How Emily Got Here
Emily Gartner '84 caught the sewing and fashion design bug when she was 12 years old, in Mrs. Power's home economics class. She loved looking through pattern books at Cloth World and dreamed about fashion shows, not knowing they were in her future. But the road to couture started with a USI bachelor's degree in business administration with a marketing concentration and a lot of art electives: figure drawing with Lenny Dowhie, Professor Emeritus of Art, and color and design with Katie Waters, Professor Emerita of Art.
Before graduating from college, I secured a job with Evansville Vanderburgh School Corporation helping vocational students find jobs. I was fine for a few years, but I needed to fulfill bigger dreams and decided to start looking for jobs in New York City. What’s the saying “If you can make it in New York, you can make it anywhere.” I wanted to find out if this would be true for me.
I landed a job with a print cotton house as a sales assistant. Soon I moved to the company's fashion merchandising side, working with local NYC and national seamstresses who created our trade show samples.
In the middle of a trade show in San Antonio, Texas, I learned our company was shutting down and immediately started looking for my next job at the trade show. I landed a position with a lace and embroidery manufacturer that I'd worked with at my previous job.
I got married, had a son and started freelancing from home, making the trade show samples I used to hire others to do. As I built that business, I started sewing for the buyer of Chaus Sweaters, whom I’d met at church. She was a plus size and couldn’t find clothing in her size she liked. She went to industry fashion shows abroad and shared designs with me that I then recreated in her size.
I divorced and moved to Pennsylvania near the Poconos. I combined a patchwork of jobs to create the work I needed to feel comfortable. I was teaching art and sewing in Stroudsburg, PA, while also teaching art projects in the local resorts. On the weekends, I sold fabrics from a friend's outlet store at a flea market in town, earning the name ‘Material Girl’ from the other vendors.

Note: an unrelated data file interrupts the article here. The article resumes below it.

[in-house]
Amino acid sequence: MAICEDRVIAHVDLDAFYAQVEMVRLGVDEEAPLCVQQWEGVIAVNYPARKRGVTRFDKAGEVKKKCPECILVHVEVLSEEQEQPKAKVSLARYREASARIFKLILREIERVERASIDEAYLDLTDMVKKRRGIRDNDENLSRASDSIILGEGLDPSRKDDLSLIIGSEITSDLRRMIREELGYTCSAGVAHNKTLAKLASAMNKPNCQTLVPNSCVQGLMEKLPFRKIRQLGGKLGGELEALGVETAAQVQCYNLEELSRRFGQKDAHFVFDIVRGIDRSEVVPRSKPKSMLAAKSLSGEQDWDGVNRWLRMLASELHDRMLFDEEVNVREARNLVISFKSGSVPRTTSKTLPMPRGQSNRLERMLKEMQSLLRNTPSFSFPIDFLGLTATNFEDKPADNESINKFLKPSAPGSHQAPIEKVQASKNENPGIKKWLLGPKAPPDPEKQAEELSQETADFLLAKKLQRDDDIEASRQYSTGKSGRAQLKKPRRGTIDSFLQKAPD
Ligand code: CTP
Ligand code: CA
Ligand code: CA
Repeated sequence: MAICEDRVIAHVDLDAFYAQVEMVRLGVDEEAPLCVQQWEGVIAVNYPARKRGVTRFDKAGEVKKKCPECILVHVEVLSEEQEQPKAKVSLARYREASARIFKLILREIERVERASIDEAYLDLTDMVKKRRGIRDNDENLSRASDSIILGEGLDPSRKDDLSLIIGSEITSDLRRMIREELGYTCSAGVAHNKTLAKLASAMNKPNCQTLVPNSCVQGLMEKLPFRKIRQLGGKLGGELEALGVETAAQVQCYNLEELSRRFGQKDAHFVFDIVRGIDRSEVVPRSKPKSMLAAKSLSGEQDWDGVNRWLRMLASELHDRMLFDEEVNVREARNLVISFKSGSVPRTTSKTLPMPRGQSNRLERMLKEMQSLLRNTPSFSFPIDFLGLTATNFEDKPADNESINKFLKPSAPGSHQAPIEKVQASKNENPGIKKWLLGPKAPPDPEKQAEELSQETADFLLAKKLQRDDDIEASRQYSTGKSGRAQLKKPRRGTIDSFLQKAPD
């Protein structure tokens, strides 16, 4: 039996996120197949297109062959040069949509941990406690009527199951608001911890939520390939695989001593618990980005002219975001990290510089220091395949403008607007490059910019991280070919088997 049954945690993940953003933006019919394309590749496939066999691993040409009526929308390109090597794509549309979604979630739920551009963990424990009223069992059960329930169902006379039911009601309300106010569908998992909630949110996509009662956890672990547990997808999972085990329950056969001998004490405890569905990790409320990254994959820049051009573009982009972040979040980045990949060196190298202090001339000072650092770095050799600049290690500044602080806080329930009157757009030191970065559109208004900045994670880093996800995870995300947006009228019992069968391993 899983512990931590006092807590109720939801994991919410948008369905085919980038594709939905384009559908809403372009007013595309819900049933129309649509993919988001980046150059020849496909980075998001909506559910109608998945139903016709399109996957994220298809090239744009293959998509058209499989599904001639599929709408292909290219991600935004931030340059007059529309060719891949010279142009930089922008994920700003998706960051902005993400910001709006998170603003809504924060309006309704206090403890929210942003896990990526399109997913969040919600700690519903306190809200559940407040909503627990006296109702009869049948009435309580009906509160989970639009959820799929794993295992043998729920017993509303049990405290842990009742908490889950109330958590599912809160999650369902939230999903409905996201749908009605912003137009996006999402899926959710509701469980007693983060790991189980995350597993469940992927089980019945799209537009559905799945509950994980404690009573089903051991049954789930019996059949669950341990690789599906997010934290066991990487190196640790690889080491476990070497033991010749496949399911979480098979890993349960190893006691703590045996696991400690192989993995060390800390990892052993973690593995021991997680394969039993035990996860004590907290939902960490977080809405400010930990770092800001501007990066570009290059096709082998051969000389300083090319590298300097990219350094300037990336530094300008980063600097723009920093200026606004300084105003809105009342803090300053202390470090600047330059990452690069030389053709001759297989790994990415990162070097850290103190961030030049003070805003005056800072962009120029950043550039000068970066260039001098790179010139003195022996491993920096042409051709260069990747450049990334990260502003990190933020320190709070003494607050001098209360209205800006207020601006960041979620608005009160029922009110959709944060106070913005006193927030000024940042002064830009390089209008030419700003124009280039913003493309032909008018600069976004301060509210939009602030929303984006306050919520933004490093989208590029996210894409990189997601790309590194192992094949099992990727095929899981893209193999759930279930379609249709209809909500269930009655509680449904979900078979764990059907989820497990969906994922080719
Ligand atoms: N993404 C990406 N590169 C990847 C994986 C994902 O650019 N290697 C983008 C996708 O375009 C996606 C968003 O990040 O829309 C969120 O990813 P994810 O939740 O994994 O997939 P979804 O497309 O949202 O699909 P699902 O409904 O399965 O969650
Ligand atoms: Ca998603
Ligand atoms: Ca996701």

I wanted my son to have a better education and moved to Allentown, PA, to send him to private school, taking a position with the Allentown Art Museum as Assistant Curator of Textiles and Art Educator. I oversaw their collection of nearly 12,000 ethnic textiles from all over the world. I also taught art classes related to the museum's exhibits. On weekends, I sold album-cover bags at local art shows when my son was visiting with his father. They were successful and gave me the confidence to branch out on my own and travel to regional shows.
When my father died in 2000, I leapt into doing art shows and selling my bags full-time, because life was too short. I spent six years doing nearly 42 shows a year as a solopreneur. These shows provided a better living than I imagined, but it wasn’t an easy life being away from my son and constantly on the road. As my art business grew, other artists copied my work and charged less.
I moved back to Evansville in 2010 and began designing my own fabrics with my signature pop-art-centric vibe using my own images of local landmarks: Alhambra Theatre, Reitz Home, Greyhound Bus Station. I expanded into dresses, umbrellas, shoes and watches under the name Emily Gartner Designs. The pop-art novelty bags lasted 16 years and were purchased by the Rockefellers and Broadway producers.
Shifting gears, I designed wearable-art clothes for women who were not shy about how they dress to express themselves, gained attention and participated in the state's first Indiana Fashion Week, making many connections. But participating in Italy's Milan’s Fashion Week was my pinnacle moment; one that opened my eyes and gave me confidence as a designer and a woman.
Two months before COVID-19, I relocated to Indianapolis and opened Art Threads Studio in an artist cooperative. I survived the pandemic through my wearable art business, but last June knew it was time to switch gears when gas and grocery prices went up. After 22 years of being in business for myself, I wanted the security of working for an established company where I could apply my color and design skills and fabric knowledge. I'm now a design consultant for West Elm, whose sustainabiity values align with mine. I was scared to death to 'get back out there,' but it's proven to be a good decision.